I know it's not fair comparing two cameras from completely different price bands but I thought you might find it interesting nonetheless knowing what I think of the K10D after using the D700 for a short time. The short answer is that the Pentax is still a great camera.
In terms of image quality, there isn't a great difference at normal EV levels between files from the D700/28-105 and the K10D with equivalent DA primes. I haven't done any proper testing so I'm not in a position to show comparison pics but output is more or less the same with the caveat that the K10D is at 100 or 200 ISO and the D700 is at 400 ISO. That's the way I have the cameras set up for normal shooting and I'm trying to compare them as I use them. When using the D700 with the 35mm f2 and 85mm f1.8, the results from the Nikon are a little sharper but not hugely so.
Low light shooting is completely different, though. Again, I haven't done any side-by-side comparisons but I'd say the D700 at 6,400 ISO is roughly the same as the K10D at 800 ISO but I prefer the Nikon's output as it seems less splotchy then the K10D's.
These are just some initial findings and the files were jpegs and not raw. If you shoot jpeg and don't do a lot of low light stuff then I can't really see any point in you switching to a full frame Nikon. It's possible that quality differences will show up when I start using raw files and I might have to reconsider some of these findings if I can find the time for back-to-back comparisons. But even if the Nikon shows a slight edge, if you're shooting in good light you're at no real disadvantage with the K10D. I have a suspicion - again, nothing I can prove empirically yet - that the D700 files will be able to withstand quite a bit more post-processing whilst retaining their quality. That will be useful when I start doing some black and white conversions.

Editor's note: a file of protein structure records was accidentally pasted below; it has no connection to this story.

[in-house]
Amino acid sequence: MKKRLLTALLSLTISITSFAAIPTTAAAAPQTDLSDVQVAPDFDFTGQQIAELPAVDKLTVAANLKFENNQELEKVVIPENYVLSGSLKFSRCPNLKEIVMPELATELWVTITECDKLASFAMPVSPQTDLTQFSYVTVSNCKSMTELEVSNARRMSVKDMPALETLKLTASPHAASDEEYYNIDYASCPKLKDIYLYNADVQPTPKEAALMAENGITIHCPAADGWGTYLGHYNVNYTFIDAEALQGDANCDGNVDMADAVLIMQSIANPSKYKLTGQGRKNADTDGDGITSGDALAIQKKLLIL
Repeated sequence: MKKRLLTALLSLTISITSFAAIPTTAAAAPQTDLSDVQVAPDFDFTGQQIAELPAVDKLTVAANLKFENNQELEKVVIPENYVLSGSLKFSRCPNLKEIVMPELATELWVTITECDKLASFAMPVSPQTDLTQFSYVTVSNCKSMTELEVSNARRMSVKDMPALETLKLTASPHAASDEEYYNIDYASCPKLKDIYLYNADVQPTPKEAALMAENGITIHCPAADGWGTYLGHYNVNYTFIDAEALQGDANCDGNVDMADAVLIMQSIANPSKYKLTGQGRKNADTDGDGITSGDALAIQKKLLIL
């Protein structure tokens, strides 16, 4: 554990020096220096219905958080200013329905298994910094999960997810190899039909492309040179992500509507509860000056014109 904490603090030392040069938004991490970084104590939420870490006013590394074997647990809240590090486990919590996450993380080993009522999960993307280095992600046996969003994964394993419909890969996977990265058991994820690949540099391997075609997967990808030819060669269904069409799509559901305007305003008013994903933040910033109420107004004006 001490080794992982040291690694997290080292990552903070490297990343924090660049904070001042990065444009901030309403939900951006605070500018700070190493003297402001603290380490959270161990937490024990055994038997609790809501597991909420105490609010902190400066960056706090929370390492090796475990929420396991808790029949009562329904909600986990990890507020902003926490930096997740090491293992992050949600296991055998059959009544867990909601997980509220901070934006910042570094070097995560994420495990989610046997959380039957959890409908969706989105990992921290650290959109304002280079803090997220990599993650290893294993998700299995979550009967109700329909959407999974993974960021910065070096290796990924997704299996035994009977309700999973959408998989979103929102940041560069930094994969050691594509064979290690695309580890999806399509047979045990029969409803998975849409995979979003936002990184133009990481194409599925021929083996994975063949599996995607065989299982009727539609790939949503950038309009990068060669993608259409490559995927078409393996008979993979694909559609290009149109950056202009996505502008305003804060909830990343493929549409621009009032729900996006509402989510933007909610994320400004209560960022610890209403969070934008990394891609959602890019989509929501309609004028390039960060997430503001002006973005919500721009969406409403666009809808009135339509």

There's a big difference in the performance of the K10D and D700 as cameras when it comes to autofocus speed, shutter response, etc. Before I got the Nikon, I never gave the K10D's mirror action a second thought. Now, it seems very lazy in comparison with the D700's. After a few days with the Nikon I picked up the K10D and it felt like I was shooting everything at 1/15th of a second. The D700's mirror action is very rapid and the time taken from the moment of shutter release to mirror return is extremely brief. The K10D's is lethargic by comparison.
Not only is the D700's autofocus faster but it's also quieter and makes a softer-edged noise than the K10D's. It's also more accurate. Even shooting at f1.8 with the 85mm Nikkor I'm constantly surprised at how spot-on the focus is. I wouldn't say the K10D's autofocus is slow - it's on a par with its competitors - but it's just not as fast at the D700's. The Pentax is still capable of focusing much faster than I can manually and in everyday use its speed is just fine.
The D700's exposure meter is very accurate which means I'm doing a lot less chimping and taking far fewer photographs as the first one is usually correctly exposed.
Whilst I love the responsiveness of the D700 - it feels the way good motordriven film cameras feel - the Pentax is by far the more enjoyable camera to lug around if you're out for a few hours. The K10D is a lovely fit for my hand whereas the D700 is a little too big. Even with just the fairly lightweight 35mm f2 fitted, the D700 is still quite a hefty package whereas the K10D with one of the DA Limiteds is just about the perfect size and weight. That's why I'm keen to hang onto the K10D with the Limiteds if possible.
These are two completely different cameras serving different markets and meeting different needs. I can't wait to start doing some serious low light black and white photography with the Nikon. The D700 with the 35mm f2 is a great combination when the light starts to fade or when shooting indoors. Similarly, though, the K10D with the 21mm DA is a great set-up in normal conditions. I'm lucky that I can choose between them.